The start of my academic journey, studying primate communication at the University of Kent, 2015

Hi there and welcome to the experimental fusion of open access research and project blogging that is this website!

I am a PhD student of biological sciences at the University of Exeter, Penryn campus, where I am both a lab member and journal group organiser for the Human Behaviour and Cultural Evolution Group (HuBCEG). Whilst my background spans both anthropology and neurobiology, my current research investigates the impact of social network structure on cumulative cultural evolution: how technologies, ecological knowledge, social institutions, and symbolic beliefs increase in complexity and functionality over time. The primary aim here is to understand whether human social networks operate to solve adaptive problems in a similar manner to the way that networks of neurons in the brain function to solve cognitive challenges – through group-level emergence! Both kinds of networks, social and neural, express modular multi-level clustering in how nodes are linked to each other (see image below). Whether this similarity is superficial or functional and the product of evolutionary selection could turn out to be an extremely important question in the coming future, when humanity as whole will have to adapt culturally and socially to increasingly unstable environments.

I use computational simulations, known as agent-based models or ‘ABMs’ , to simulate the evolution of cultural information within social networks. Here is an example produced in R.

The relationship between social networks and culture is that of a dynamically evolving system of back and forth exchanges, where culture shapes social networks and social networks influence the diffusion and recombination of cultural information. 2020 has unfortunately been the perfect example of this. Our global trade and transport networks created the perfect niche for the biological evolution of pandemic-level viruses. The arrival of Covid-19 resulted in the evolution of cultural strategies adapted to mitigate viral impact by restricting social networks. And these altered social networks in turn have had a profound impact upon the ongoing evolution of various cultural institutions (particularly ones within the health and entertainment sectors) as well as demand for particular cultural technologies (cultural selection).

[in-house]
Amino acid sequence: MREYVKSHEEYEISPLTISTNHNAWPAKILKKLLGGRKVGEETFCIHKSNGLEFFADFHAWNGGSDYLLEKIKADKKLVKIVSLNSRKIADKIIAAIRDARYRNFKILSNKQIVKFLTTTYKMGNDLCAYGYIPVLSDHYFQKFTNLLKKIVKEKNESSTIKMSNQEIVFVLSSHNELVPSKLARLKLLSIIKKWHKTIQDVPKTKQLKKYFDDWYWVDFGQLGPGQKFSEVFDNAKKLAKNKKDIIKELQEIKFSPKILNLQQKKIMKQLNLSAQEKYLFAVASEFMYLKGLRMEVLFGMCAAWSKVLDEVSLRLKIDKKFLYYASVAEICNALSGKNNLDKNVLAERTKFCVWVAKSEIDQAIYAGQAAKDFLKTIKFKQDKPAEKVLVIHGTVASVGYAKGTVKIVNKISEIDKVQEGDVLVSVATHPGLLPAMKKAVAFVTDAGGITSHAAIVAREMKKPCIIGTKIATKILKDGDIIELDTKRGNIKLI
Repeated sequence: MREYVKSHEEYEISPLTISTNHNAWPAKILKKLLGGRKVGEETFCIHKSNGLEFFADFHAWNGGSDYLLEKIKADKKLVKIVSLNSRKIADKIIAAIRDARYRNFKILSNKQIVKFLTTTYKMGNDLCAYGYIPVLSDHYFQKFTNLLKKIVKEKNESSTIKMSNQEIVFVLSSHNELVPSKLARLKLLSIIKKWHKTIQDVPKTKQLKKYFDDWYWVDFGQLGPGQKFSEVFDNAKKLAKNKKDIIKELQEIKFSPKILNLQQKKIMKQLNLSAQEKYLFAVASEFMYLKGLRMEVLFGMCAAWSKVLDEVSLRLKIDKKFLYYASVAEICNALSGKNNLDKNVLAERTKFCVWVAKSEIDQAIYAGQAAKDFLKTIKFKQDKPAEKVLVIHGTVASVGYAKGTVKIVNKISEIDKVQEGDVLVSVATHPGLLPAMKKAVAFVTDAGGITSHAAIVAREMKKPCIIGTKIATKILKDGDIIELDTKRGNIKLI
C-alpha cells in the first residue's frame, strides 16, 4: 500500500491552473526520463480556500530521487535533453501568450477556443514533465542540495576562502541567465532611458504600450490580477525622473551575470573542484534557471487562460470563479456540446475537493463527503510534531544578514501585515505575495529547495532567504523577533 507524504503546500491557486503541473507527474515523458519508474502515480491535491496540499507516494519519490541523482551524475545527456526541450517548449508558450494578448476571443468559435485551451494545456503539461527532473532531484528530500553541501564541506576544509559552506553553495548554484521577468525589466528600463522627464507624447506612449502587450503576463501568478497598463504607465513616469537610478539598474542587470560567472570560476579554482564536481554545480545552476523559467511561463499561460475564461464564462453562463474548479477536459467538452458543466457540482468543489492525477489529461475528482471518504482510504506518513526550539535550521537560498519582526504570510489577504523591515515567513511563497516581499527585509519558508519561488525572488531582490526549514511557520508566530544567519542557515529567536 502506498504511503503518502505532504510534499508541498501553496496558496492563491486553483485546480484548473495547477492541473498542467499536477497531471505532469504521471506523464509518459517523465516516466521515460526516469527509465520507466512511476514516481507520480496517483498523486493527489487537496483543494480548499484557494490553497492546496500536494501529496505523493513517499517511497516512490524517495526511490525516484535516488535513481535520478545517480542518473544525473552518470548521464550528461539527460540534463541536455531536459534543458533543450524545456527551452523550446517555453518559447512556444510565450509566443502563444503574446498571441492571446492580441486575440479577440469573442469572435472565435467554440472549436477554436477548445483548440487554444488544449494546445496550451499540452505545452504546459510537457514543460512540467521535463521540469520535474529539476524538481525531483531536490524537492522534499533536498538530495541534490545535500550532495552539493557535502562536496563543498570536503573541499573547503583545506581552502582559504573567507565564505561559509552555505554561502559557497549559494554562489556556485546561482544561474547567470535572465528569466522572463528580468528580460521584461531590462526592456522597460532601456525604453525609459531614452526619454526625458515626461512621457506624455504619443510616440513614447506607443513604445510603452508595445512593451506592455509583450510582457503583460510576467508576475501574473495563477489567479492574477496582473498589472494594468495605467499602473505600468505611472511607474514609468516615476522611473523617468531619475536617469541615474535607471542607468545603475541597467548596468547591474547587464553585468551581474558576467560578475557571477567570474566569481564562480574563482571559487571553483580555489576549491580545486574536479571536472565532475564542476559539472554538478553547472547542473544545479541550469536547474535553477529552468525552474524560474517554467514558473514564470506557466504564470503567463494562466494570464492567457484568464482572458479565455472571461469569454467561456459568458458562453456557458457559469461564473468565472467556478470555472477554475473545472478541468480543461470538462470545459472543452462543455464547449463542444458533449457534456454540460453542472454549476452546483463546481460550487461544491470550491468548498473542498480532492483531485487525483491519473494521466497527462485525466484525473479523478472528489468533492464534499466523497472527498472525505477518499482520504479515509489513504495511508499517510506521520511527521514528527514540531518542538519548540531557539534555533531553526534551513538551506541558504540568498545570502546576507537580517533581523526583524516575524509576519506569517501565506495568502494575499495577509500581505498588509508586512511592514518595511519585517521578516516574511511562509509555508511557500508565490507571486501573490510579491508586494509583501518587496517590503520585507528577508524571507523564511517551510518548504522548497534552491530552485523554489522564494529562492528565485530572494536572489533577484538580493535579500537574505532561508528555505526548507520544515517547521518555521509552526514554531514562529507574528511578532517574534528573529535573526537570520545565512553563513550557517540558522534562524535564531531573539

Such systems are mind-bogglingly complex, and it is often impossible for human brains to play out all the possible outcomes for various combinations of factors that need to be explored. Even for anthropologists and archaeologists that take a holistic or ‘bird’s eye-view’ approach to studying human societies, what is seen in the field or history is but a fraction of the possible outcomes of the system’s potential evolutionary trajectories. Why do certain social institutions and technologies reappear across time and space and not others? These kinds of questions cannot be answered in the field for both history and the present are a one-shot game. As researchers, we must be humble in the face of the natural world’s awesome (yet sometimes subtle) complexity. I therefore try to answer research questions in simplified ‘toy’ models of possible scenarios; computer simulations that check the logic of descriptive theories and generate further predictions for empirical researchers in the field and in the lab.